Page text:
be declared traitors. I defended my military unit the only way that I could – with an ordinary stick”.13
Many soldiers complained that the central leadership of the Ukrainian Armed Forces left military
units in the Crimea without support, and no specific orders (except for the order not to provoke
conflict) were issued. "We waited for an order from Kiev until the last moment, but it did not come.
How long would the crew be able to resist the attack? We're not on land, sooner or later, we would
run out of food. We were completely isolated from the outside world”,14
- Artem Shurabenko, senior
gunner of the strike assault ship ‘Konstantin Olshanskiy’ stated (the ship was captured by Russian
soldiers on 24 March, 2014). It is due to the very ‘inaction’ of the central leadership of the Armed
Forces of Ukraine that many soldiers have decided to cross over to the side of the self-proclaimed
authorities of the Crimea.
The decision on the withdrawal of Ukrainian troops from the Crimea is the only option in the
current situation. Ukrainian soldiers must not be endangered in terms of quantitative and technical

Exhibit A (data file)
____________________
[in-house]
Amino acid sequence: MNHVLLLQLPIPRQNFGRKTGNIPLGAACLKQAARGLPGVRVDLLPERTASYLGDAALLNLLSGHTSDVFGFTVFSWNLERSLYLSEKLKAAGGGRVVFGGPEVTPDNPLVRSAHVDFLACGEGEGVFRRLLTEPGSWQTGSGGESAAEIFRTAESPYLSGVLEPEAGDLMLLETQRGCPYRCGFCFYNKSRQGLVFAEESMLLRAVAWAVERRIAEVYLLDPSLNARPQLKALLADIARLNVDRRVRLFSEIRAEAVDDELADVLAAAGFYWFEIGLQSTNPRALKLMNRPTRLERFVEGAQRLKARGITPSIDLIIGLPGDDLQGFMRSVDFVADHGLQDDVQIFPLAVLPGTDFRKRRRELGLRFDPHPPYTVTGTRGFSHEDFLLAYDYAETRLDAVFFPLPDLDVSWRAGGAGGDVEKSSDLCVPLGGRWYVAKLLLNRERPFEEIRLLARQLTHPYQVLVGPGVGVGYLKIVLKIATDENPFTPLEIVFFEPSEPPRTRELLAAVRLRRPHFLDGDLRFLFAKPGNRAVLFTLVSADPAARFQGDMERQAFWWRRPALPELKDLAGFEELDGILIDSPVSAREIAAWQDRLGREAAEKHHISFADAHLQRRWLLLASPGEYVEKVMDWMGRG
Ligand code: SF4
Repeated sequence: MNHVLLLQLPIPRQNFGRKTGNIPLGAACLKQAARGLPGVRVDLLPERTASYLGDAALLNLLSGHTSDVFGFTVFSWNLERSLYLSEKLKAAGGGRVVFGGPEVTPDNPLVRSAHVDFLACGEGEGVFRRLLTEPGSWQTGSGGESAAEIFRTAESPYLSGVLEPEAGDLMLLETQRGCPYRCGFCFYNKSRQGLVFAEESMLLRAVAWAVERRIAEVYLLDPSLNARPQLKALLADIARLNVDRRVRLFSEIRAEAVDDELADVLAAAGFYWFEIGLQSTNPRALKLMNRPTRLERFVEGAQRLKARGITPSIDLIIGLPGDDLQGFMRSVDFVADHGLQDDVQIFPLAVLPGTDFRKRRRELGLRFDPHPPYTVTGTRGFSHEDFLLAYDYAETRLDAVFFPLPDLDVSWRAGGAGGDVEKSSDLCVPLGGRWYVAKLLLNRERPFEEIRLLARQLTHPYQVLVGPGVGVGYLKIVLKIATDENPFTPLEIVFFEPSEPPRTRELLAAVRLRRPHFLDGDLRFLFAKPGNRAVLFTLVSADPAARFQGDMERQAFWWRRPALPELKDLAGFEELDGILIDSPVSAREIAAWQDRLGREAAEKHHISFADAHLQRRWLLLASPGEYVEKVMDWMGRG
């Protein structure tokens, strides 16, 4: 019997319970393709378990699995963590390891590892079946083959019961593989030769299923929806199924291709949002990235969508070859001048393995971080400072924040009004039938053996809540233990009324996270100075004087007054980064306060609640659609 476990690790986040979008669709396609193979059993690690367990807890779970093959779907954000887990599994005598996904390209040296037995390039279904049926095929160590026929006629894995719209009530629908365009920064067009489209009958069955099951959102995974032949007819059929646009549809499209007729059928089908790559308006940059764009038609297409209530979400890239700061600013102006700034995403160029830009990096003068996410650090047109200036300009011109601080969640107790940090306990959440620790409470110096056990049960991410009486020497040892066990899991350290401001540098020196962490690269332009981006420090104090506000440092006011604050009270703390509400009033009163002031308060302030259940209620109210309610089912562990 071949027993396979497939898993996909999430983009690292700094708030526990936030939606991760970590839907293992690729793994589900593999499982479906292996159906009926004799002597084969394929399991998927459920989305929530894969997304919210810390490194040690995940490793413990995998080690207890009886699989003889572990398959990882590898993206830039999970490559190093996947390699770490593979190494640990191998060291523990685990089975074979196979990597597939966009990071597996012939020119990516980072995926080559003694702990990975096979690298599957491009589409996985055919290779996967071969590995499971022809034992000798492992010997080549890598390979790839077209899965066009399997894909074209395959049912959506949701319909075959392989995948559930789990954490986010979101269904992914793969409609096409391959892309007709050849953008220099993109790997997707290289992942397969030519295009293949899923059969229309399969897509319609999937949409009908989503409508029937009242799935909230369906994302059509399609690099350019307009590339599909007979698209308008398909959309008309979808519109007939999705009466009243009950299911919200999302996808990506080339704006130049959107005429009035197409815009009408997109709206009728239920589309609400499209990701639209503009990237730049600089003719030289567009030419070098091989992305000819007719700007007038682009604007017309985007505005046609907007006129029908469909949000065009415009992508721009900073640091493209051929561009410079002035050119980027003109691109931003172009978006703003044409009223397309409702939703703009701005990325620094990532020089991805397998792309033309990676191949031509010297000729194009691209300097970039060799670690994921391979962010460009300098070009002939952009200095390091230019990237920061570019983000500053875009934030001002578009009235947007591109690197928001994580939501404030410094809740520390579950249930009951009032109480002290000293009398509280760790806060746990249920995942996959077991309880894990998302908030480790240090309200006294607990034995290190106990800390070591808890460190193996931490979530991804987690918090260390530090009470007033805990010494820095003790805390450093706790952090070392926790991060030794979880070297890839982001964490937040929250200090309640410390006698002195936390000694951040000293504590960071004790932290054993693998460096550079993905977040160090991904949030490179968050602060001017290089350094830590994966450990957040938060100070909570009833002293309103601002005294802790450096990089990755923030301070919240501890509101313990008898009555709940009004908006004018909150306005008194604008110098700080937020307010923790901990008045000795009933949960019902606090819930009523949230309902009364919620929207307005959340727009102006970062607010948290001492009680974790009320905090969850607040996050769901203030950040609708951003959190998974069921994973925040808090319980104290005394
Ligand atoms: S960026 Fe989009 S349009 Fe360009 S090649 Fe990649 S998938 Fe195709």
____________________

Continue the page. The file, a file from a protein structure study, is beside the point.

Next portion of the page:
superiority of the enemy, and in the face of constant provocation by pro-Russian individuals and
Russian intelligence agencies.
The Open Dialog Foundation hereby urges the Ukrainian authorities to withdraw from the Crimean
peninsula, within the shortest possible time, those Ukrainian soldiers who expressed a desire to
continue to serve in the Armed Forces of Ukraine, as well as their families. We also call for
providing them with a full package of social protection, including housing and employment and
education opportunities for their families.
The occupation of the Crimea by troops of the Russian Federation, as well as further Russian
annexation of the region was a result of the insolvency of the signatories of the Budapest
Memorandum, which failed to fulfill their obligations to guarantee the territorial integrity and
security of Ukraine. The Crimean crisis undermines the whole system of regional security in Europe,